Show Review: EPMD at the Old Rock House, Wednesday, April 23
Rap pioneers EPMD performed at the Old Rock House in St. Louis on Wednesday night, as part of Scion’s free concert series “Metro Live.” The venue offered a lot more space than Blueberry Hill’s Duck Room, where the series has been held in the past, although despite the size of the venue, most of it was closed off until around ten p.m. The crowd started to get restless as people had to stand on top of each other in a small bar area during the sound check. Eventually, the velvet ropes were moved and people were free stake out their tables or spots on the dance floor.
After a forgettable set from a rap-contest winner from Houston, the L.A. band Connie Price and the Keystones quickly made up for it with an engaging set of acoustic soul and funk. Covers of songs like AWB’s “School Boy Crush” and Digable Planet’s “9th Wonder” (mixed in with some original music) brought the crowd to life. The Keystones were then joined by its Stones Throw Records labelmate Percee P. The industry veteran performed a strong set, accented by a rhythmic, a capella verse. Percee acknowledged acquaintance and local emcee Lyfestile in the crowd before making way for the main event.
As EPMD took the stage -- with Connie & the Keystones as its backing band -- people responded to the authentic old-school vibe. There were no diamond-covered necklaces or sunglasses, just hoodies, headbands and Kangols. They looked as comfortable as ever on the stage, reciting tag-team style verses while demanding crowd participation. Opener “You Gots to Chill” set the show’s tone, as Erick Sermon’s heavily funk-sampled tracks were perfectly suited for the live-band setup. This format worked well, with the exception of one track: “So Whatcha Sayin” lost something in having the chorus vocals replaced by a horn section.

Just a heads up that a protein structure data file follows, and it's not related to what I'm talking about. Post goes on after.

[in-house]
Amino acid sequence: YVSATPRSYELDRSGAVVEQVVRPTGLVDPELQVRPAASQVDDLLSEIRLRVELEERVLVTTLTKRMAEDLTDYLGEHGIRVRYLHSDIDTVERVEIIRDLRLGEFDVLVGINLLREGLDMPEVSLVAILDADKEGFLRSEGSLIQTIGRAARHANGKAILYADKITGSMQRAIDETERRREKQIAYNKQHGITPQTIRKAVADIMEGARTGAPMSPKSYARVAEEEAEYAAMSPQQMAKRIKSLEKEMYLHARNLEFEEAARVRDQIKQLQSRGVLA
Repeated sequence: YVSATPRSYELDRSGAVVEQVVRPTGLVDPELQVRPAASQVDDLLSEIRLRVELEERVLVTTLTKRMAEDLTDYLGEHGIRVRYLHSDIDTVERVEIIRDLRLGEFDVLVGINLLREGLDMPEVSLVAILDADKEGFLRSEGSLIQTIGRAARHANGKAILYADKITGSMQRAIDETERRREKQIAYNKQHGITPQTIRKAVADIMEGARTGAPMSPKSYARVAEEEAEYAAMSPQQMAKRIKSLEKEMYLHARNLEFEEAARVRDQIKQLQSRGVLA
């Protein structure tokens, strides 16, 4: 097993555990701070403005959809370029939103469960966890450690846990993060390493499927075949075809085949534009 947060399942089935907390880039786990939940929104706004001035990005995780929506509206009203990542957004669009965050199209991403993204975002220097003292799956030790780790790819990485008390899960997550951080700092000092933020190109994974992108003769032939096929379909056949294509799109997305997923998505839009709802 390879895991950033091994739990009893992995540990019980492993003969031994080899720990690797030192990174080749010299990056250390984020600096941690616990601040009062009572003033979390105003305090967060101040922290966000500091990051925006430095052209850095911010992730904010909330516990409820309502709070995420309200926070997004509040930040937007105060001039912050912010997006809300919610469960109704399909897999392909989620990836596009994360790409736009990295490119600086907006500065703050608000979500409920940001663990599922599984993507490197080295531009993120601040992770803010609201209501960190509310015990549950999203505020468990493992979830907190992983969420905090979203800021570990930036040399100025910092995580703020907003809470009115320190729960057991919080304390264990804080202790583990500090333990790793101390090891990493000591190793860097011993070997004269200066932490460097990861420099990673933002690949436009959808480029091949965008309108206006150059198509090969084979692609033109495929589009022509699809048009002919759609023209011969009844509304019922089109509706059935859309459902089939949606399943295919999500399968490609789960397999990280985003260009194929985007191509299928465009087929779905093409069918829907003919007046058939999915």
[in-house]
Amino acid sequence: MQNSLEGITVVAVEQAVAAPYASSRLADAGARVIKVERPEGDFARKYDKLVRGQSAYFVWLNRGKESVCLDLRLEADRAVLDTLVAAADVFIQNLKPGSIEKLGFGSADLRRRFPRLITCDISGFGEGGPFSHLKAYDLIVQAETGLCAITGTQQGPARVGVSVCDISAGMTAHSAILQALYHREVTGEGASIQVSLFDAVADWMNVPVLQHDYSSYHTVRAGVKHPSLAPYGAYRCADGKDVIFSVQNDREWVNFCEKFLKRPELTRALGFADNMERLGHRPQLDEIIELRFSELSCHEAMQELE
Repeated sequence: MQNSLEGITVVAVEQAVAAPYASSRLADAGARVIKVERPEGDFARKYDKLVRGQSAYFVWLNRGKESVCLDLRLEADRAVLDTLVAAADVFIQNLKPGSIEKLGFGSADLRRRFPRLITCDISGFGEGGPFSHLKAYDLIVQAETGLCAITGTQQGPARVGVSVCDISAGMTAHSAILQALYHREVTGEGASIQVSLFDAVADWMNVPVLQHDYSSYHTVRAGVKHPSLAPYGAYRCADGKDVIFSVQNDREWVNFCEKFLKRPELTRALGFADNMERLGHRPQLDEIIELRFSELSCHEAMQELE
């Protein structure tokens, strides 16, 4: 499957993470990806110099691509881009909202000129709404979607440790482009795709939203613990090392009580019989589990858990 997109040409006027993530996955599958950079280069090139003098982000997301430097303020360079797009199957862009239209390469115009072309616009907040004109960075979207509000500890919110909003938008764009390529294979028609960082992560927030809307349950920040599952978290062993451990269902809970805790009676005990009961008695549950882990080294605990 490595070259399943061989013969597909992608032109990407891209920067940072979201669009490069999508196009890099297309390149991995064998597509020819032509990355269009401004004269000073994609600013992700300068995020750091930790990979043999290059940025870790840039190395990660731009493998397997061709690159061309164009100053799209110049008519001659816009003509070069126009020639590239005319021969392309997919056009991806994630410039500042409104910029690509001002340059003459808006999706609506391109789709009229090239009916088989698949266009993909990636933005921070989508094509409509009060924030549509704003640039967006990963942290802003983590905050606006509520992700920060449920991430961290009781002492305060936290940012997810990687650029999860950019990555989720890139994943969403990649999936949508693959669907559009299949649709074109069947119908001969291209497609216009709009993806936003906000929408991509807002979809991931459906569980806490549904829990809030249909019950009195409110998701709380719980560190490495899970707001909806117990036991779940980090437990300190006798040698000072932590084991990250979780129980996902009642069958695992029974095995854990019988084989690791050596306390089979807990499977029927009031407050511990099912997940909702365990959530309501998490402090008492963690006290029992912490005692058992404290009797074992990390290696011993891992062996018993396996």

The tracklist had all the songs you might expect to hear (“I Shot the Sheriff,” “Please Listen to My Demo,” “You’re a Customer”), and Sermon even performed a verse from “Jane” at the request of an audience member (and performed “Just Like Music” -- the Marvin Gaye tribute from his solo album -- when the band took a breather).
In between songs, the ‘Green-Eyed Bandit’ (Sermon) expressed some of his thoughts about fake rappers and the current state of the industry. This segued into the 1992 hit “Crossover,” which was originally aimed at rappers like MC Hammer and Vanilla Ice. EPMD closed out the show with “The Headbanger” and discreetly made their exit under the crowd’s applause.
-- Calvin Cox